Ferraris are meant to be driven and other miscellaneous thoughts
Volume 48 Issue 20
Oct 21, 2023
Cheap Ferraris, Electric Ferraris, More Ferraris, Modern Ferraris. They all can be driven and they should be.
There was a time while the printing press was running and pages were flying off to be collated and stapled into the Ferrari Market Letter, Gerald would be furiously typing the front-page article.
This feels like one of those times.
It’s Thursday and I am heading to the Chattanooga Motorcar Festival for a weekend of fun-filled events.
Mecum is holding an auction, there will be various car clubs displaying and on Sunday the street concours showcasing Ferraris.
This year will also have a large Porsche presence with several famous Porsche racing cars, and it is also a Targa 66 event.
A full report will be forthcoming, but as Cathy often reminds me this is the FERRARI Market Letter and I should stay with topics related to the market, or history, or Ferrari.
So, this is going to be a hodgepodge of facts and opinions that may not rise to the level of a full article.
Contained in this issue are the results from Mecum’s Indianapolis sale. It was there a 1986 black Mondial Cabriolet sold for $22,000!
This brings up the notion that affordable Ferraris may still be found. It is easy to get wrapped up in million-dollar cars or even multi-hundred-thousand-dollar cars and forget there are models out there to be had on a budget.
Cheap does not always mean inexpensive. Any maintenance required is going to cost a large percentage of the purchase price but with a salvage title the appreciation factor has already gone out the window.
What could you do? Drive it, without fear of further depreciation. Enjoy the trip. Sure, its a Mondial, but if you’ve never driven one, the fun factor is really high.
Put the top down and enjoy the experience. No, it’s not blindingly fast. No, it’s not the ultimate in handling, but while most fear adding miles on, this could easily become a daily beater.
While we tend to covet the low-mileage, unused, perfect Ferrari, there is something about driving a Prancing Horse-badged automobile that makes our hearts race.
At the other end of the spectrum, Ferrari plans to launch its first electric supercar in 2025.
Ferrari predicts 40% of its production will be fully electric by 2030. While that may seem far-fetched it is a mere seven years from now. The 488 GTB and F12 berlinetta were the ‘new’ models seven years ago and we don’t think of those cars as being old. The future is coming soon.
As you know we track history by serial number. We are now recording VINs in the 300,000 range.
It took Ferrari forty-six years to cross the 100,000 mark - from 1948 to 1994. Up to the first 75,000 numbers only odd numbers were used. Starting with 75,000, every number, odd and even, was used.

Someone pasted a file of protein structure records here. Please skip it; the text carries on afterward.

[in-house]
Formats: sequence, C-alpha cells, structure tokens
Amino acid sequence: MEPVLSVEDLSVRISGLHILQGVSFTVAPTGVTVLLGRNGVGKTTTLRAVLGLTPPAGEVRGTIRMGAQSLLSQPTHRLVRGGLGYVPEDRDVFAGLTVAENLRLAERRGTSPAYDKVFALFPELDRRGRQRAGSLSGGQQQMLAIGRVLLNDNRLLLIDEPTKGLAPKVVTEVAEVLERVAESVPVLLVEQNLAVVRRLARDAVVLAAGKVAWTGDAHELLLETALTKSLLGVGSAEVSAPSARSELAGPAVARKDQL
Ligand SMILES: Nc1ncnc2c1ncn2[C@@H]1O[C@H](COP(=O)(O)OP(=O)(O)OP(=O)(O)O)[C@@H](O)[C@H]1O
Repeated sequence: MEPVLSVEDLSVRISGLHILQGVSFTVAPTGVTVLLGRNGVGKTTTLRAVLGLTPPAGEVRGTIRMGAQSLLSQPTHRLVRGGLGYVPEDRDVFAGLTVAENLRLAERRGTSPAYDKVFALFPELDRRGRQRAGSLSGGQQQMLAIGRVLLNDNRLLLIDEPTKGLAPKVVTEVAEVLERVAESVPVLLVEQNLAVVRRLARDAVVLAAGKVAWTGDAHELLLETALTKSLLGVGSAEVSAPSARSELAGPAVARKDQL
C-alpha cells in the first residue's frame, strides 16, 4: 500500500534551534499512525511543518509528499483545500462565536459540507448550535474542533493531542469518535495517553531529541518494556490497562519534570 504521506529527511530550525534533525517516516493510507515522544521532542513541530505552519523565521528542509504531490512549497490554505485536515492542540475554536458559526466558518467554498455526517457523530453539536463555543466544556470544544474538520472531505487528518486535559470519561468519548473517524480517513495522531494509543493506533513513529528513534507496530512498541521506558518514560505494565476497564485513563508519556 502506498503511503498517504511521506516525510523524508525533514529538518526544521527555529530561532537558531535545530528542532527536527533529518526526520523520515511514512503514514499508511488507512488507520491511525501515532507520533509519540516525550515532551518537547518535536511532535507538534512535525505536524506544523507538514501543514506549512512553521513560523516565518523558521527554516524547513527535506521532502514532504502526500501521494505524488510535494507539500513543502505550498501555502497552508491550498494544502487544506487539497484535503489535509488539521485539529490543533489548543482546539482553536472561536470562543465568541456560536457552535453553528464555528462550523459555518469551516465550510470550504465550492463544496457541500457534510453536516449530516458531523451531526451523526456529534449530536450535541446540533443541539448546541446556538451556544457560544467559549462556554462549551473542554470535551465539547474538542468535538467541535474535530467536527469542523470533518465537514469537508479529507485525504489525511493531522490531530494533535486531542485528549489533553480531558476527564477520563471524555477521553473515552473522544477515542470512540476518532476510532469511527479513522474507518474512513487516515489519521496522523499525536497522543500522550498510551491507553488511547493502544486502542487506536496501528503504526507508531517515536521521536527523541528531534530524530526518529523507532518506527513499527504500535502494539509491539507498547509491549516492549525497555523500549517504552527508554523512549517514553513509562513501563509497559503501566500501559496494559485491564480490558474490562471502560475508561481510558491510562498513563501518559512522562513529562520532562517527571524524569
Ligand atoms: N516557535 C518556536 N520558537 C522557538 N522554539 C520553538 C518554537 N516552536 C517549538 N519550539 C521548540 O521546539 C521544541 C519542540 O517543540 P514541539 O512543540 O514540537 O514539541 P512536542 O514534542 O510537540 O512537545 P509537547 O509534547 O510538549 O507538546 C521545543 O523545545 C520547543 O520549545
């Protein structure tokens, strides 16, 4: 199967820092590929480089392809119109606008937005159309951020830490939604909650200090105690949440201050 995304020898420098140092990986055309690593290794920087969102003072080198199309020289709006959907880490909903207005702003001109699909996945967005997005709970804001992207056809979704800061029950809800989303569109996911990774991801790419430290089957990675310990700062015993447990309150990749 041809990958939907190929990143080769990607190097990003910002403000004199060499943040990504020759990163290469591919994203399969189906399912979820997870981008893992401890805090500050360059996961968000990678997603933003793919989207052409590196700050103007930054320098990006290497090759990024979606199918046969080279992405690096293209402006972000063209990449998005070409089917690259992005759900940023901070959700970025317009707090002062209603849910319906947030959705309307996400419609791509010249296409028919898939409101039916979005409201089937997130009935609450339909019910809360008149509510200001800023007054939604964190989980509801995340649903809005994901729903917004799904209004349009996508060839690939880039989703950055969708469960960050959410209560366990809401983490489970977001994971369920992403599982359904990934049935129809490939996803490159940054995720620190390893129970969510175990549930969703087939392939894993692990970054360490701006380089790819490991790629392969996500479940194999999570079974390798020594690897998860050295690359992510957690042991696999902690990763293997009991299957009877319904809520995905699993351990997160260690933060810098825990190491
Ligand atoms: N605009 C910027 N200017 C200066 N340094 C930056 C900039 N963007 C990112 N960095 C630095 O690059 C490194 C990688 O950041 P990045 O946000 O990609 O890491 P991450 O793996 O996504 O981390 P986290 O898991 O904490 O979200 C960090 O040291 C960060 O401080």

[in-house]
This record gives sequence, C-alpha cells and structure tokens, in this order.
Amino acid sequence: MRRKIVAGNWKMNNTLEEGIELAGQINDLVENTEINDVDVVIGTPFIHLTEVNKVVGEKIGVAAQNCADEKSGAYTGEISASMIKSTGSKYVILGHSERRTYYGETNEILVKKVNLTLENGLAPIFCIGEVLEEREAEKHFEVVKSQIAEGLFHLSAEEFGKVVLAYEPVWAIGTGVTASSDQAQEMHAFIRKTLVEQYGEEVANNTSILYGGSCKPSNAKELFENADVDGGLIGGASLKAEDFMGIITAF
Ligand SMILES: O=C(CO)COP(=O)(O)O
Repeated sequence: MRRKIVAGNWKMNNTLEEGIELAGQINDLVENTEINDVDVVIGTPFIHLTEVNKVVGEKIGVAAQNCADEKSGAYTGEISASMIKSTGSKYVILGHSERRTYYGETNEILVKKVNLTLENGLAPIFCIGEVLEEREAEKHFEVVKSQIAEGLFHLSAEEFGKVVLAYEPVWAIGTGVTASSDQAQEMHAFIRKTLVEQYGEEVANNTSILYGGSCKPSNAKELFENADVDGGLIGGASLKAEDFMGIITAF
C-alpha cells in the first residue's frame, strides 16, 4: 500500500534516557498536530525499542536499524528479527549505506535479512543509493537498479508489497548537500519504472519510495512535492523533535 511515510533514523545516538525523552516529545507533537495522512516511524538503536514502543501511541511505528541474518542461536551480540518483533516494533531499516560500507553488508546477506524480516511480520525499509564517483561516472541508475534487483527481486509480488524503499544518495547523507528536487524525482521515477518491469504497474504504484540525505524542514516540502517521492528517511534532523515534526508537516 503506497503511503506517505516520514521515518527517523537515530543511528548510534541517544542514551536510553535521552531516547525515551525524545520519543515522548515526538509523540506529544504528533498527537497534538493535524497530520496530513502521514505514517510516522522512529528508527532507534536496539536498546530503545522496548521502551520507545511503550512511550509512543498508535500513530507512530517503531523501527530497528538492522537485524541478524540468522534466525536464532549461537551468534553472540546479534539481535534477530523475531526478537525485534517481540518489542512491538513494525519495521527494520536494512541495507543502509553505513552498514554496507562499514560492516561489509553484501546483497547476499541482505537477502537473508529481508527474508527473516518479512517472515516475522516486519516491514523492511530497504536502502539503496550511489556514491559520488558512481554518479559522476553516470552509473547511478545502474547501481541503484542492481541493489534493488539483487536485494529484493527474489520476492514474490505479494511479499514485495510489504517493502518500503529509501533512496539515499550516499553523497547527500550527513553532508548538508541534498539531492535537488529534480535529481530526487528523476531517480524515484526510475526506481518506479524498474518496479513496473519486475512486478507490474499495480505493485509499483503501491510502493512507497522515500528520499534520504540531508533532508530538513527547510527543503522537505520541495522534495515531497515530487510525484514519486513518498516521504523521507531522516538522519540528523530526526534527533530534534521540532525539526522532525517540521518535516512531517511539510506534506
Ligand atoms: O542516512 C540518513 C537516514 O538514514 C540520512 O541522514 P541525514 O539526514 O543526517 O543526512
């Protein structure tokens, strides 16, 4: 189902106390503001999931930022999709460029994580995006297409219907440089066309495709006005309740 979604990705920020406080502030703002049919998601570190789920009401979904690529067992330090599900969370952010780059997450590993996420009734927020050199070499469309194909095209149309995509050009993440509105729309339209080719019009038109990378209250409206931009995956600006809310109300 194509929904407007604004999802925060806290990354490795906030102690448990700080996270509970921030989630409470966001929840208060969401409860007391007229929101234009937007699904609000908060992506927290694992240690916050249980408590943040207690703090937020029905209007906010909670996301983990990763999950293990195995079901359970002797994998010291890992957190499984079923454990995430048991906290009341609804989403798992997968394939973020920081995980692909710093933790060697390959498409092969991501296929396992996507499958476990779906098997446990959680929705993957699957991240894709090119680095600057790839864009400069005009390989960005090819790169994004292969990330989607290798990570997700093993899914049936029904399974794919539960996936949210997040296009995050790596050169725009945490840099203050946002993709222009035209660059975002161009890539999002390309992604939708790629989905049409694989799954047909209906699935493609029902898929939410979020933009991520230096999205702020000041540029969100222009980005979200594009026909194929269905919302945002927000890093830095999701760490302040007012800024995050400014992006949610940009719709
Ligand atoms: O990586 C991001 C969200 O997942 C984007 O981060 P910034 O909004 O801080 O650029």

It is easy to calculate 37,500 odd numbers to 75,000 and 25,000 to 100,000, bringing a total of 62,500 Ferraris to 1994.
From 1994 to 2014 Ferrari produced another 100,000 serial numbers and it has taken twenty years to accomplish.
From 2014 until 2023 Ferrari has produced another 100,000 serial numbers taking only nine years. Clearly production is rising.
Models such as the Portofino, Roma, GTC4Lusso, and now the Purosangue will account for a larger and larger portion of production.
Which brings me back to the enjoyment of driving your Ferrari. I get why you may not want to put miles on your 812 Competizione, but why not enjoy a daily drive in one of Ferrari’s, dare I say, lesser examples?
I have recently had the pleasure of driving both a Roma and a GTC4Lusso and feel that the caliber of these cars is comparable to any luxury car from any other manufacturer.
The owners I have talked to in person have enjoyed the aspect of using their Ferrari daily.
As we move into the future with electric Ferraris initial resistance will be overcome just like paddle shifting has become the norm. A new younger generation will grow up lusting after the ultimate in automotive technology and Ferrari is meeting that challenge.
Speaking of challenges, I must express my opinion on the Ferrari market.
As I review auction results and the Asking Price Index, it appears the market overall is slowing down. We have enjoyed a fairly long, several years, ramp up of prices but lately the sales have been steady but not spectacular.
Could it be that inflation and the economy is catching up to hurt even the wealthy? High-quality cars will always do well, but when you look further down the line, number two cars are not setting any records.
Is this a sign? Are people tightening their belt due to the various world troubles? I believe we are in unusual times. Between Ukraine, and now Israel, it would appear there is some fraying around the edges.
I hope for the future, and that the forces of good can overcome evil. Drive safely!